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CAMPAIGNS OF A CORNET.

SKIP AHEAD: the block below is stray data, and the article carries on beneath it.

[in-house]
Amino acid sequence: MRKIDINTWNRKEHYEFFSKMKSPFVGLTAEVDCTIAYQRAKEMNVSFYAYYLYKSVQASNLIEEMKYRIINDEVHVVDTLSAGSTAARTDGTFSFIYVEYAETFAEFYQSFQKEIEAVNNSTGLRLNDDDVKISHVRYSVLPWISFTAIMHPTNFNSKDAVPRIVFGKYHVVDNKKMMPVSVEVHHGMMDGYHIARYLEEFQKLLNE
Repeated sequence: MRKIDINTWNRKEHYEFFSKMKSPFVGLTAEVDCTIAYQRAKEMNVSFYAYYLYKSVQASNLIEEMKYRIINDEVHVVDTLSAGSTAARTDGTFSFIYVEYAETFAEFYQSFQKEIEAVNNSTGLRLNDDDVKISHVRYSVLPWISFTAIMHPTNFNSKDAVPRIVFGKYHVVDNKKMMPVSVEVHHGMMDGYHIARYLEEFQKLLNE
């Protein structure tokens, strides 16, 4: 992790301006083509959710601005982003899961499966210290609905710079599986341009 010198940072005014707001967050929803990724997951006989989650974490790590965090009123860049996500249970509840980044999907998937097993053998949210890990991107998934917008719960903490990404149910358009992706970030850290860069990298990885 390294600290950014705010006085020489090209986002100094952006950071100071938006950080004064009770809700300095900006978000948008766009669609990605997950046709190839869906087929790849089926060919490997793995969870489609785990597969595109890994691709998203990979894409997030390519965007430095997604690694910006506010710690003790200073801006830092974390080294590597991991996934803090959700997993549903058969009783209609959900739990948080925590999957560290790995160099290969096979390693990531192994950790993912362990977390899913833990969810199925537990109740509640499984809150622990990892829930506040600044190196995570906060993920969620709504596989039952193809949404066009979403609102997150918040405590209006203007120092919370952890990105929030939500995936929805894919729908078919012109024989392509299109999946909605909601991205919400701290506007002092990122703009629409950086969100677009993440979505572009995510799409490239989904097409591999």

I WAS Congratulating myself, as far as my own personal safety was concerned, on the successful termination of my first essay in arms, and beginning to think there were but few terrors in the frown of War, when I heard a report that the enemy had dispatched a fresh body of troops to supply the place of the regiments which had just been discomfited, and to form a rallying point for the fugitives. The newly-arrived corps took up nearly the same position, from which their comrades had been driven. This da capo sort of proceeding was rather more than I had contracted for; but the advantage which we had so lately obtained, seemed, if possible, to inspire our troops with a double share of ardour. I was absolutely astonished at the physical phenomenon which our men displayed after a most laborious and toilsome march, and after all the exhaustion of the battle, each individual in the regiment seemed as vigorous and alert as if he had just risen from his couch, refreshed with quiet slumber. For my own part, as I saw the enemy advancing, there seemed to be a sort of re-action in my frame; and my strength and vivacity rose in proportion to their former depression. I found each artery in my body as hardy as the Nemean lion's nerve," and exulted in the sound of the bugles, which at that moment reiterated the charge. We now had to "fight our battle o'er again;" for we found that the French, like the Dutch in Clarendon's time, “would endure to be beaten longer than we could endure to beat them." I knew still less of the last charge than I had done of the first, for, on closing with the enemy, my head and the butt-end of a French musket came in contact, and my unfortunate sconce being fashioned of the more yielding material, enforced me, like many of the brave fellows about me, to measure my length upon the ground. I must have lain for some time insensible to the trampling of both friends and foes, who must, I am sure, have stepped very inconsiderately over my recumbent frame; for, on recovering my recollection, I found, that in addition to the blow I had received, some very heavy heels had left their vestigia in various parts of my body. I scarcely know the length of time which I lay in this torpid state, but on opening my eyes, I perceived some fellows of a most disgusting appearance busily engaged in turning over the dying and the dead, and apparently taking out administration of all their personal effects. I was now exceedingly puzzled; and in truth I was hung between the horns of a very awkward dilemma-whether on the one hand to sham dead, like the valiant knight at the fray of Shrewsbury, and thus escape captivity, at the expense of all my clothes and a gold repeater, and, moreover, with the chance of being "embowelled" by-and-by; or on the other, by lustily crying quarter, to incur the certain horrors of a long duress. Seeing one of these "pernicious blood-suckers" approaching for the purpose of exercising his calling upon my prostrate carcase, I began to fear, lest if he thought me insensible, he might put a final period to my course of glory, by the application of a singularly large knife, with which he was reaping a golden harvest. from the shoulders of the fallen. At this moment I felt great relief at the sight of a French officer riding across the field, upon which I exclaimed, with a very audible voice, "Je vive." The officer, hearing